I must begin by acknowledging all of my good friends and colleagues who have worked hard in various ways to help unravel the dynamics of oxygen cycling on both the modern and the ancient Earth. This book is as much their story as it is mine. You will meet most of these people as the story unfolds, but I would like to highlight the inspiration of Bob Berner, Tim Lenton, Rob Raiswell, John Hayes, Lee Kump, Penny Chisholm, Ed Delong, Nick Butterfield, Jorge Sarmiento, Osvaldo Ulloa, Bo Thamdrup, Bo Barker Jørgensen, Andrey Bekker, Bob Blankenship, Roger Buick, Fritz Widdel, Niels Peter Revsbech, Martin Brasier, Jake Waldbauer, Jochen Brochs, Birger Rasmussen, Bill Schopf, Paul Falkowski, Bill Martin, Dave Des Marais, John Waterbury, Sean Crowe, Simon Poulton, CarriAyne Jones, Jim Kasting, Minik Rosing, Christian Bjerrum, Tim Lyons, Ariel Anbar, Stefan Bengtson, Andy Knoll, Roger Summons, Dave Johnston, James Farquhar, Nick Lane, Jim Gehling, Guy Narbonne, Tais Dahl, Daniel Mills, and Emma Hammarlund. I also wish to acknowledge the constant stimulation of the NordCEE group spread between and the University of Southern Denmark, the University of Copenhagen, and the Swedish Museum of Natural History. Many of the heroes of this story are no longer with us, but their inspiration continues, and these people include Dick Holland, Vladimir Vernadsky, Preston Cloud, Karl Turekian, and Bob Garrels. This book progressed in fits and starts, but I am especially grateful to the Division of Geological and Planetary Sciences at Caltech, and especially to my host Woody Fischer for arranging a Moore Fellowship to support two months of productive bliss, together with my family and away from the distractions of home. During the course of writing, I received valuable feedback on individual chapters from Bob Blankenship, Minik Rosing, Bob Berner, Tais Dahl, Emma Hammarlund and Guy Narbonne. I am grateful to Bill Martin and to Lee Kump who provided feedback on the whole text, and especially to Raymond Cox, Tim Lyons, and my copyeditor Sheila Ann Dean, whose extensive comments and edits greatly improved the manuscript. I wish to acknowledge both the patience and extensive feedback from my editor, Alison Kalett at Princeton University Press. Images, or the data to generate them, were kindly provided by Minik Rosing, Emma Hammarlund, James Farquhar, Matt Saltzman, Niels Peter Revsbech, Ken Williford, Martin van Kranendonk, Bruce Wilkenson, Bill Schopf, Tais Dahl, Eric Condliffe, Bo Thamdrup, Jakob Zopfi, and Lawrence David. Finally, I wish to acknowledge the generous support from my funding sources including the Danish National Research Foundation (Danmarks Grundforskningsfond), the European Research Council (Oxygen Grant), and the Agouron Institute.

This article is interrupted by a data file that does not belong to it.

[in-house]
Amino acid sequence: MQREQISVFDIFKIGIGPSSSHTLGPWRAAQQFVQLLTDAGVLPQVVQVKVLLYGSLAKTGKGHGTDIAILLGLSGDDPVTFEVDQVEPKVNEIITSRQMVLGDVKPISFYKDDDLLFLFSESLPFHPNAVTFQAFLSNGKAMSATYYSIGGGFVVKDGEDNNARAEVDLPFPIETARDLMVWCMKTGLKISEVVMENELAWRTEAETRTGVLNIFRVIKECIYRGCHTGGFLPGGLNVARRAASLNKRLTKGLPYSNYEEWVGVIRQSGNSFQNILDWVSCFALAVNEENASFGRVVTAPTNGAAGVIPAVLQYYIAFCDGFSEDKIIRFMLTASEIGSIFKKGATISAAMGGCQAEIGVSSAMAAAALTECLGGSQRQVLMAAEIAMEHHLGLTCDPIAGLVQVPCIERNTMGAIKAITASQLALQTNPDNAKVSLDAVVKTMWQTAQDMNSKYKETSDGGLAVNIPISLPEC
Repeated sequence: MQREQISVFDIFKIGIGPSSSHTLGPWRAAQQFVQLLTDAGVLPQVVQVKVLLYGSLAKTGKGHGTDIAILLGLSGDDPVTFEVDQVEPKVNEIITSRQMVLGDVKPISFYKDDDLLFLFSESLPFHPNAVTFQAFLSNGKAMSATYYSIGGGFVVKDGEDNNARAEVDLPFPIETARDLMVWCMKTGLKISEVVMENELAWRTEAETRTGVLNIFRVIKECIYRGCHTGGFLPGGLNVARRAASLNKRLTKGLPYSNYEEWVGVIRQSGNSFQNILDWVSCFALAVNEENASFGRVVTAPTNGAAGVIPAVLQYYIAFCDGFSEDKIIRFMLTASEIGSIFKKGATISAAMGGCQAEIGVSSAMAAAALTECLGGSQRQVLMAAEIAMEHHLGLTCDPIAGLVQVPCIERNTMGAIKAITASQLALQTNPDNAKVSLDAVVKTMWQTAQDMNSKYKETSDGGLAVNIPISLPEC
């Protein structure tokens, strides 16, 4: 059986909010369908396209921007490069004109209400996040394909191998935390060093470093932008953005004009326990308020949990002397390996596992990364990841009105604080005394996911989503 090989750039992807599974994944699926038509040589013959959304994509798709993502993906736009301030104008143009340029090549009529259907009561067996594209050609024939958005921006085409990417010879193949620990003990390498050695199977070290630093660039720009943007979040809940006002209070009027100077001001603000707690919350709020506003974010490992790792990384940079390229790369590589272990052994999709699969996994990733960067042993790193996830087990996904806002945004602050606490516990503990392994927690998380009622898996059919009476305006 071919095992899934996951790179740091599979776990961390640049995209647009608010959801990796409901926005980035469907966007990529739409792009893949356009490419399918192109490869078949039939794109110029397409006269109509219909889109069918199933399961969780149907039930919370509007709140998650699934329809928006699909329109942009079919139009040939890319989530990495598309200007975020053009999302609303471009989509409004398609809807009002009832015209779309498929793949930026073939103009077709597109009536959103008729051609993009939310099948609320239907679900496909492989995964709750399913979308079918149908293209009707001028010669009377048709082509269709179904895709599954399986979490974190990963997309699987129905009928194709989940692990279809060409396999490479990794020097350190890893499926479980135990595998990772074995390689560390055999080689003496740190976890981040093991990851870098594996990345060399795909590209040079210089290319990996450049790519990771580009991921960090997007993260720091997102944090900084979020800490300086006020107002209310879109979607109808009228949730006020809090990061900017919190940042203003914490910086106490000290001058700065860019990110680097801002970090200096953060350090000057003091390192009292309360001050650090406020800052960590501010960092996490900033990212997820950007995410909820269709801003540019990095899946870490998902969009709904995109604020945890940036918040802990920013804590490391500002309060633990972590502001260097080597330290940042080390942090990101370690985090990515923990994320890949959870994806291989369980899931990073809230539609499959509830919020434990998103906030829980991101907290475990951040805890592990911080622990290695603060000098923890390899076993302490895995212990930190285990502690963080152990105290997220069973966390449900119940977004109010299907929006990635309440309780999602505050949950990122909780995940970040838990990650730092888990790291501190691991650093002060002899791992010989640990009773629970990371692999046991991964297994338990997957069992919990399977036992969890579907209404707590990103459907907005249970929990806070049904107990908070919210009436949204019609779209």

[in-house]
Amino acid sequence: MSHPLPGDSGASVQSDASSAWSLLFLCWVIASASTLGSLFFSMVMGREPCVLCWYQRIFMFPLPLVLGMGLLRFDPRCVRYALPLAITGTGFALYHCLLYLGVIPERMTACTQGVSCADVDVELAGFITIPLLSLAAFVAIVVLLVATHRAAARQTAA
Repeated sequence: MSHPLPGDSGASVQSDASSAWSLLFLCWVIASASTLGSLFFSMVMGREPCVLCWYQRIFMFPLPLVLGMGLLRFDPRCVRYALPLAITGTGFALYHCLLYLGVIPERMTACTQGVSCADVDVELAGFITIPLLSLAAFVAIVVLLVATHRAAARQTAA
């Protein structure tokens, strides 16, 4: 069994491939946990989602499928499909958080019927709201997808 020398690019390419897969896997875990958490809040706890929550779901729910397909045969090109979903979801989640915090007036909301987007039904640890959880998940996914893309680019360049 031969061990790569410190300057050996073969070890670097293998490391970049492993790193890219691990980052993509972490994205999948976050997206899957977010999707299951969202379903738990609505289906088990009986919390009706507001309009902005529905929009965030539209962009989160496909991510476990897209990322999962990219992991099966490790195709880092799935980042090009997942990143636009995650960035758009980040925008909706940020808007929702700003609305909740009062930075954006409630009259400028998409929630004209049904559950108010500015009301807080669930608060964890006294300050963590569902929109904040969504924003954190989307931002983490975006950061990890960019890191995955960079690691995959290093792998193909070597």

If you are like me, you probably don’t think a whole lot about the air you breathe unless, for some reason, it smells bad. However, our air is quite special. It contains 21% oxygen, and ours is the only world we know of (at least so far) with such elevated amounts. This is good for us because we are large animals and we need lots of oxygen to live. So also do our furry friends, cats and dogs, as well as the cows, chickens, sheep, pigs, and other animals on which we base much of our diet. Oxygen burns the fuel that heats our homes, and allows the warm glow of a campfire on a crisp autumn evening. In short, oxygen is a signature feature of Earth; the high levels in our atmosphere define the outlines of our existence, as they also generally define the nature of animal life on Earth.

Given the importance of Earth’s oxygen, we might contemplate a series of questions. So, for example, where does all this oxygen come from? Why are the levels so high? What controls the atmospheric concentrations of this important gas? We might further wonder if oxygen concentrations have always been so high and if not, how they have changed through time, and if so, why. Finally, given the importance of oxygen to the present biosphere, is there any indication that the history of atmospheric oxygen levels could be coupled in any way to the history of biological evolution on Earth?

This book is about the history of atmospheric oxygen on Earth, and I will attempt to answer these questions in the following pages. One of the inevitable conclusions, which I offer in advance, is that oxygen control is a global phenomenon, and oxygen persists in high levels because of a fascinating interplay between biological and geological processes. The nature of this interplay has changed through time, resulting in a rich history of oxygen evolution; this history, as well as we understand it, will be revealed in the pages to follow.